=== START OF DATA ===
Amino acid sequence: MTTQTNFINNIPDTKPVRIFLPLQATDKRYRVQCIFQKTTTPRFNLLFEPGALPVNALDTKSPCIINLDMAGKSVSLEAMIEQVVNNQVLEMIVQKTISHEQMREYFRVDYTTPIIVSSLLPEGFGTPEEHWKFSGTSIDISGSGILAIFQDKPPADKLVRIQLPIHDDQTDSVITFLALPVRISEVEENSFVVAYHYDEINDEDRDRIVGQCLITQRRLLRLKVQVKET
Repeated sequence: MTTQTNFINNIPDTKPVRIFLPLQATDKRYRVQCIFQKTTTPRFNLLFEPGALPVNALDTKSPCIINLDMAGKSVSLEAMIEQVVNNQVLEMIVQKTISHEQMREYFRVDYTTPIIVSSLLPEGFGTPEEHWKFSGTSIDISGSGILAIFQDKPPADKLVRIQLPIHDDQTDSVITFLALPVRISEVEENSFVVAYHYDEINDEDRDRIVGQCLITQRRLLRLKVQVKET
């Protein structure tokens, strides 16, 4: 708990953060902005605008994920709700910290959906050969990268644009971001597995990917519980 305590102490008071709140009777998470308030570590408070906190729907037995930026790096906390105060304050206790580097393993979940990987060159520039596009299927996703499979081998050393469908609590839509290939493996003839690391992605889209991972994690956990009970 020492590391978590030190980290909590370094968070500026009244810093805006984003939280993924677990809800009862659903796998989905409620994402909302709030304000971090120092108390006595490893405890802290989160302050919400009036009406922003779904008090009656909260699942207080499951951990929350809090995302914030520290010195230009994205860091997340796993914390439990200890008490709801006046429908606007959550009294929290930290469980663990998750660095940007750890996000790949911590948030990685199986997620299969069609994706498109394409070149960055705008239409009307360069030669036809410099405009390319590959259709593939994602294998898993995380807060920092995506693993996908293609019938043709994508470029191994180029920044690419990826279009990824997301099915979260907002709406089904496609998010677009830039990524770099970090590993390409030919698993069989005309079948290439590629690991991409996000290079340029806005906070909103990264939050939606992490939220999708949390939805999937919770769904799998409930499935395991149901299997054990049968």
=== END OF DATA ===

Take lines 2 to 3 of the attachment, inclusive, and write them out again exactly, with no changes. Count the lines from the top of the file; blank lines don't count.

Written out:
Repeated sequence: MTTQTNFINNIPDTKPVRIFLPLQATDKRYRVQCIFQKTTTPRFNLLFEPGALPVNALDTKSPCIINLDMAGKSVSLEAMIEQVVNNQVLEMIVQKTISHEQMREYFRVDYTTPIIVSSLLPEGFGTPEEHWKFSGTSIDISGSGILAIFQDKPPADKLVRIQLPIHDDQTDSVITFLALPVRISEVEENSFVVAYHYDEINDEDRDRIVGQCLITQRRLLRLKVQVKET
């Protein structure tokens, strides 16, 4: 708990953060902005605008994920709700910290959906050969990268644009971001597995990917519980 305590102490008071709140009777998470308030570590408070906190729907037995930026790096906390105060304050206790580097393993979940990987060159520039596009299927996703499979081998050393469908609590839509290939493996003839690391992605889209991972994690956990009970 020492590391978590030190980290909590370094968070500026009244810093805006984003939280993924677990809800009862659903796998989905409620994402909302709030304000971090120092108390006595490893405890802290989160302050919400009036009406922003779904008090009656909260699942207080499951951990929350809090995302914030520290010195230009994205860091997340796993914390439990200890008490709801006046429908606007959550009294929290930290469980663990998750660095940007750890996000790949911590948030990685199986997620299969069609994706498109394409070149960055705008239409009307360069030669036809410099405009390319590959259709593939994602294998898993995380807060920092995506693993996908293609019938043709994508470029191994180029920044690419990826279009990824997301099915979260907002709406089904496609998010677009830039990524770099970090590993390409030919698993069989005309079948290439590629690991991409996000290079340029806005906070909103990264939050939606992490939220999708949390939805999937919770769904799998409930499935395991149901299997054990049968």